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Second Week Down

In Mathematical Concepts, we talked a lot about probability. I tried to get students to understand how to figure out what the possible equally likely events were in a number of probability scenarios (coin tosses, dice throwing, card drawing, etc.). I blew one explanation near the end of Tuesday’s class and had to dismiss the class early to make up for it. We got it straightened out on Thursday, though.

This coming week, we’ll look more at the issues of coincidence, randomness, and more on analyzing outcomes. I’ll probably try to bring a bit of Computer Science in this week by explaining that computers don’t generate purely random numbers.

As for Theory of Computation, we finally began discussing regular languages and regular expressions on Friday. This week, I’ll introduce the finite state machine.

Our student learning research group met to discuss the semester-long focus group project. More on that to follow.

On Friday, I got into an email discussion (among a group of faculty) on the place of “traditional” research on our campus and its connection to quality teaching. I plan to talk more about this on the blog this week. I can’t gauge the level of controversy on campus concerning this subject, but I think it may be stronger than I first thought.

Finally, I’m trying to convince a friend of mine to do some guest-blogging here. She has some great insights into learning, especially regarding adult learners, and I think folks who read this blog would benefit from her wisdom. I also think she has a great wit, and she writes very well. She reads my blog from time to time (which is how this whole idea came up), so I’m hoping that this post will be enough to convince her to take up my offer.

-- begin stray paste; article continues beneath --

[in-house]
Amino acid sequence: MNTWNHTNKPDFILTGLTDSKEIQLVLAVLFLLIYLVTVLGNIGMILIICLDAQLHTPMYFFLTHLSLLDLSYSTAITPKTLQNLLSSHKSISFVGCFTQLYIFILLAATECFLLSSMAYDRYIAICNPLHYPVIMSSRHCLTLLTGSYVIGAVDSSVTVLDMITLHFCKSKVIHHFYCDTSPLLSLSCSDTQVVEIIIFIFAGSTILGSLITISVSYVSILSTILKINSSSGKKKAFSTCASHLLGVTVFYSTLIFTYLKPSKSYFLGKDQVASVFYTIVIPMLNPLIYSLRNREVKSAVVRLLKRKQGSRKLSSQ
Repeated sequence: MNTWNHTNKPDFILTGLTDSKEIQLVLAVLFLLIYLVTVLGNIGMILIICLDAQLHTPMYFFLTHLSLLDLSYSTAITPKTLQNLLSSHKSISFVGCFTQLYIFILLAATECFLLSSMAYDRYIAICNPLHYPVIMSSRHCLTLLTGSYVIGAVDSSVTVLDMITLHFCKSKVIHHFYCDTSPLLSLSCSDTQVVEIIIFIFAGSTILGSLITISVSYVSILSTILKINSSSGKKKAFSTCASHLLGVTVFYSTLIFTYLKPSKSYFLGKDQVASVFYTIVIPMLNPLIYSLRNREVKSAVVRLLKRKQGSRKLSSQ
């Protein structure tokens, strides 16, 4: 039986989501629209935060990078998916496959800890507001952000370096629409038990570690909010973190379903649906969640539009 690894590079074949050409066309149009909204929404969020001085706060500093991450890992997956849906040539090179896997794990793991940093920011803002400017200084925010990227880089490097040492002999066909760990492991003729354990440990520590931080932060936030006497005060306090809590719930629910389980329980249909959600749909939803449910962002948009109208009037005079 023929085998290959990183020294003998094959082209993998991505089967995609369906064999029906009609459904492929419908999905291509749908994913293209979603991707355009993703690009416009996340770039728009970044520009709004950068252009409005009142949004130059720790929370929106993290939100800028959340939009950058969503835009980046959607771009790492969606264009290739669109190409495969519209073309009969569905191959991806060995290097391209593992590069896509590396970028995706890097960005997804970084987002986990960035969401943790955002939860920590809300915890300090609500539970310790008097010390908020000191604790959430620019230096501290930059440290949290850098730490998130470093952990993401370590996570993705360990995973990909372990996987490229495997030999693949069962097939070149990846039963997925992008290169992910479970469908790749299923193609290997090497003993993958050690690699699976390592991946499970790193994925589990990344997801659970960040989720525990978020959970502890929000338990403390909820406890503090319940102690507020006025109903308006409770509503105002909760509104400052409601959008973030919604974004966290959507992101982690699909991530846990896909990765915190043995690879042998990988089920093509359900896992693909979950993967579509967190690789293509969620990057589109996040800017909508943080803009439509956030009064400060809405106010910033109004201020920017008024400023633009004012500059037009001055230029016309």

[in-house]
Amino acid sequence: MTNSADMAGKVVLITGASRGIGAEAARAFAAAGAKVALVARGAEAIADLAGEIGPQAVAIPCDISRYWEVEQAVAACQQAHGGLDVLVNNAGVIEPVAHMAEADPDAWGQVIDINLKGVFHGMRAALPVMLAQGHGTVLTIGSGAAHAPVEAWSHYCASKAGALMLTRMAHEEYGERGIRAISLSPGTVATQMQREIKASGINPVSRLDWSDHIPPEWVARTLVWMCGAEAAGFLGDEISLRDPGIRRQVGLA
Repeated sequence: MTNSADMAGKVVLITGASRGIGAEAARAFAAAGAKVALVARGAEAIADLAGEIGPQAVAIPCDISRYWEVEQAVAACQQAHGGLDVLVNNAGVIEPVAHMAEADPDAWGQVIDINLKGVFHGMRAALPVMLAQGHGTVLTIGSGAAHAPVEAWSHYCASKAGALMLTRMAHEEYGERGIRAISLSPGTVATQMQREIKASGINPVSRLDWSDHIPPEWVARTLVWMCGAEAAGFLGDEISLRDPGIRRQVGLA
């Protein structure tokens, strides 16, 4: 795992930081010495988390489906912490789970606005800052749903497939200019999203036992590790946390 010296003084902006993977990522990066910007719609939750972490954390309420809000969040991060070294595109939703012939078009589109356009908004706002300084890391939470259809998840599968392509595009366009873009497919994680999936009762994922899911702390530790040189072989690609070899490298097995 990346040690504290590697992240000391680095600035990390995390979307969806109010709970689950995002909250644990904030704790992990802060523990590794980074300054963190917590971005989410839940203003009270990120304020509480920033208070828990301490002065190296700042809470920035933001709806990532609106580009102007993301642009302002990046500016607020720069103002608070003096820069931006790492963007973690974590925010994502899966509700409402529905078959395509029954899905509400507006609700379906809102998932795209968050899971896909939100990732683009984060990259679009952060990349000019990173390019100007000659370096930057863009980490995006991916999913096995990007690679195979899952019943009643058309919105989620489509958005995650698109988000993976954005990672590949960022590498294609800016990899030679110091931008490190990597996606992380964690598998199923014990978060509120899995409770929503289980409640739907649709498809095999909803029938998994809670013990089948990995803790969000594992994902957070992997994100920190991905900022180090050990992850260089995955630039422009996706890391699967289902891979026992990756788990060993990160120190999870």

4 Responses to “Second Week Down”

  1. Robert Says:

    David, by “traditional research” do you mean research carried out for the purpose of advancing the state of the art in a specific academic area, as opposed to research that is cross-disciplinary or pedagogical in nature? I’m just trying to get a feel for the nature of the controvery you’re hinting at.

    Guest-blogger? Cool.

  2. David Says:


    I think it was Boyer who introduced the “dimensions” of scholarship as including the scholarship of discovery, the scholarship of teaching, and the scholarship of application (I think there’s a fourth dimension called integration).

    Anyway, I’m defining traditional research as the scholarship of discovery.

    Put another way, traditional research is that which produces the requisite number of journal articles (and of course, the requisite amount of grant money).

  3. Robert Says:

    We use Boyer’s book here as the basis for determining what “scholarship” means for tenure considerations, so I’m real familiar with what you’re talking about there.

    Scholarship of discovery is wonderful, but not when it just becomes a sport wherepeople score points by publishing articles and getting grants and the person with the most points wins. That’s the sort of game-playing we’d like our students to get away from! But then again nobody asked me, did they?

  4. Ticklish Ears » Research, Scholarship, Application, and Being A Professor (Part I) Says:

    […] As I mentioned in my last post, there’s a miniature storm brewing at my university around the issue of “traditional research” and its importance to faculty life and success. For now let’s define traditional research as the stuff that results in continual publication in journals of significance and receipt of external grants. […]

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